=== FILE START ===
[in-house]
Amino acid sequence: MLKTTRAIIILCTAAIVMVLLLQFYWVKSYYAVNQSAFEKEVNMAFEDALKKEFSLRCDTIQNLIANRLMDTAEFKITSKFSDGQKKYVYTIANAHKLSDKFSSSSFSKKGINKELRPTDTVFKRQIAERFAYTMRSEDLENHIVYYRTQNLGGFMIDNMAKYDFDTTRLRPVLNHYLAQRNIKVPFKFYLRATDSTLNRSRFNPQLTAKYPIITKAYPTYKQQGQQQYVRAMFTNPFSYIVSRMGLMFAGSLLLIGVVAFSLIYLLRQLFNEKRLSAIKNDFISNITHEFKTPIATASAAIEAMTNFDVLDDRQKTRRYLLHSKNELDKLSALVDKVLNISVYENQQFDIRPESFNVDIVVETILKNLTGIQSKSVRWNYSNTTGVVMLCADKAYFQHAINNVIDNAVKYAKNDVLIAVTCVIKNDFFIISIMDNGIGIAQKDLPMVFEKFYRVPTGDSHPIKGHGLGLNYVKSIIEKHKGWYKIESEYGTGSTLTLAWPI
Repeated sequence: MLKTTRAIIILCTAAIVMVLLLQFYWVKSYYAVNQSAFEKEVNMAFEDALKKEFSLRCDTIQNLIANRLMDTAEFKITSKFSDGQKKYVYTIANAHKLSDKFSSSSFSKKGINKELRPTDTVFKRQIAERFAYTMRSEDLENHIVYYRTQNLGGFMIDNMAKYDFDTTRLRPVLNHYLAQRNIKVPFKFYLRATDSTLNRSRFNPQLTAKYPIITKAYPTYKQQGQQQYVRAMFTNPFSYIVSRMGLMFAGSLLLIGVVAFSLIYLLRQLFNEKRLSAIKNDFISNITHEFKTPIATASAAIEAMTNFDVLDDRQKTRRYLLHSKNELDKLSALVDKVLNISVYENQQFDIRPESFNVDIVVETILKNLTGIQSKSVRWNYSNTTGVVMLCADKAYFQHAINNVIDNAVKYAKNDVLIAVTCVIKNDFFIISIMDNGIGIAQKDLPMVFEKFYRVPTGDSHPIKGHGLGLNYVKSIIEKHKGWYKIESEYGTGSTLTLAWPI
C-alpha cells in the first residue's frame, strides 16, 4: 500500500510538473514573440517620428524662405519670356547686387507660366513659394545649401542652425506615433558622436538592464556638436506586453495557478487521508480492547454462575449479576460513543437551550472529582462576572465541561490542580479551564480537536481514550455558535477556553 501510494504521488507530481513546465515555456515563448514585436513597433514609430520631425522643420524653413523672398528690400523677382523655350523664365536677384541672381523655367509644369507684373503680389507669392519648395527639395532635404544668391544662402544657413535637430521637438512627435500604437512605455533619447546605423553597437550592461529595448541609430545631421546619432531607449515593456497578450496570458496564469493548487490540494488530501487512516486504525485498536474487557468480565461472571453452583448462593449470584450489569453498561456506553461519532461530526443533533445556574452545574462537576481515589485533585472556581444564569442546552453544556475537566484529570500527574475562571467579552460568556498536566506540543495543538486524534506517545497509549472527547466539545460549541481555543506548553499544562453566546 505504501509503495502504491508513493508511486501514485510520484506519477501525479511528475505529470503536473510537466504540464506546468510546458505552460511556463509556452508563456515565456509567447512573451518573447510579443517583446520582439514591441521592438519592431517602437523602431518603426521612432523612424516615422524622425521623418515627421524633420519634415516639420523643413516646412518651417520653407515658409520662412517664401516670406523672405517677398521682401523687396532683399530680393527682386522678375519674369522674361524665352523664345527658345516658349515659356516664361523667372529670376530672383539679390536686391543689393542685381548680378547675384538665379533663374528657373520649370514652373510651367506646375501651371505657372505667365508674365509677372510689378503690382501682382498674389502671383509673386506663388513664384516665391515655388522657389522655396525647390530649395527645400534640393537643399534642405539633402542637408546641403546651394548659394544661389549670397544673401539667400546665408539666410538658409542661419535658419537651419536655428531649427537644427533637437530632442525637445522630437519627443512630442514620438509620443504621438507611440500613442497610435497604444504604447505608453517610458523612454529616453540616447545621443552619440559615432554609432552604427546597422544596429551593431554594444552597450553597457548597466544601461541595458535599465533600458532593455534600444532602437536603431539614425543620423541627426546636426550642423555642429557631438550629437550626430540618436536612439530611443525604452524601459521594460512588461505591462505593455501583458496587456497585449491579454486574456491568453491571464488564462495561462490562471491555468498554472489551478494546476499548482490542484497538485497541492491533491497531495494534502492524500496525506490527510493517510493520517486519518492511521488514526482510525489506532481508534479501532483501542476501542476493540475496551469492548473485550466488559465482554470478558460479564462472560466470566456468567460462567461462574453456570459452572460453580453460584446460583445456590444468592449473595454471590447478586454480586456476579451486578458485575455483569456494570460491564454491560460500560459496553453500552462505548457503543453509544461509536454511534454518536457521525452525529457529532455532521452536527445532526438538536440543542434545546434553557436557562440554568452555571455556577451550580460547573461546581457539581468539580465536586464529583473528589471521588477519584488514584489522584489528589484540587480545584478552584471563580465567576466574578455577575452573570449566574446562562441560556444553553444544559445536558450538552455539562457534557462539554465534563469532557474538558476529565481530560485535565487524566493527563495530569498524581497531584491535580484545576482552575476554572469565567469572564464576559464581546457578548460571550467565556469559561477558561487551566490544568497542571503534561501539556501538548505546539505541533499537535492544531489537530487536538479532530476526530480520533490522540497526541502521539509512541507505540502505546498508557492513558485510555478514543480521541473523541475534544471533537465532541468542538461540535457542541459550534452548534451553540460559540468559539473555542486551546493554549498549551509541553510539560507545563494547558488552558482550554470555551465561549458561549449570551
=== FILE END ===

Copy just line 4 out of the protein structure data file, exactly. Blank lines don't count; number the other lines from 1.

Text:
C-alpha cells in the first residue's frame, strides 16, 4: 500500500510538473514573440517620428524662405519670356547686387507660366513659394545649401542652425506615433558622436538592464556638436506586453495557478487521508480492547454462575449479576460513543437551550472529582462576572465541561490542580479551564480537536481514550455558535477556553 501510494504521488507530481513546465515555456515563448514585436513597433514609430520631425522643420524653413523672398528690400523677382523655350523664365536677384541672381523655367509644369507684373503680389507669392519648395527639395532635404544668391544662402544657413535637430521637438512627435500604437512605455533619447546605423553597437550592461529595448541609430545631421546619432531607449515593456497578450496570458496564469493548487490540494488530501487512516486504525485498536474487557468480565461472571453452583448462593449470584450489569453498561456506553461519532461530526443533533445556574452545574462537576481515589485533585472556581444564569442546552453544556475537566484529570500527574475562571467579552460568556498536566506540543495543538486524534506517545497509549472527547466539545460549541481555543506548553499544562453566546 505504501509503495502504491508513493508511486501514485510520484506519477501525479511528475505529470503536473510537466504540464506546468510546458505552460511556463509556452508563456515565456509567447512573451518573447510579443517583446520582439514591441521592438519592431517602437523602431518603426521612432523612424516615422524622425521623418515627421524633420519634415516639420523643413516646412518651417520653407515658409520662412517664401516670406523672405517677398521682401523687396532683399530680393527682386522678375519674369522674361524665352523664345527658345516658349515659356516664361523667372529670376530672383539679390536686391543689393542685381548680378547675384538665379533663374528657373520649370514652373510651367506646375501651371505657372505667365508674365509677372510689378503690382501682382498674389502671383509673386506663388513664384516665391515655388522657389522655396525647390530649395527645400534640393537643399534642405539633402542637408546641403546651394548659394544661389549670397544673401539667400546665408539666410538658409542661419535658419537651419536655428531649427537644427533637437530632442525637445522630437519627443512630442514620438509620443504621438507611440500613442497610435497604444504604447505608453517610458523612454529616453540616447545621443552619440559615432554609432552604427546597422544596429551593431554594444552597450553597457548597466544601461541595458535599465533600458532593455534600444532602437536603431539614425543620423541627426546636426550642423555642429557631438550629437550626430540618436536612439530611443525604452524601459521594460512588461505591462505593455501583458496587456497585449491579454486574456491568453491571464488564462495561462490562471491555468498554472489551478494546476499548482490542484497538485497541492491533491497531495494534502492524500496525506490527510493517510493520517486519518492511521488514526482510525489506532481508534479501532483501542476501542476493540475496551469492548473485550466488559465482554470478558460479564462472560466470566456468567460462567461462574453456570459452572460453580453460584446460583445456590444468592449473595454471590447478586454480586456476579451486578458485575455483569456494570460491564454491560460500560459496553453500552462505548457503543453509544461509536454511534454518536457521525452525529457529532455532521452536527445532526438538536440543542434545546434553557436557562440554568452555571455556577451550580460547573461546581457539581468539580465536586464529583473528589471521588477519584488514584489522584489528589484540587480545584478552584471563580465567576466574578455577575452573570449566574446562562441560556444553553444544559445536558450538552455539562457534557462539554465534563469532557474538558476529565481530560485535565487524566493527563495530569498524581497531584491535580484545576482552575476554572469565567469572564464576559464581546457578548460571550467565556469559561477558561487551566490544568497542571503534561501539556501538548505546539505541533499537535492544531489537530487536538479532530476526530480520533490522540497526541502521539509512541507505540502505546498508557492513558485510555478514543480521541473523541475534544471533537465532541468542538461540535457542541459550534452548534451553540460559540468559539473555542486551546493554549498549551509541553510539560507545563494547558488552558482550554470555551465561549458561549449570551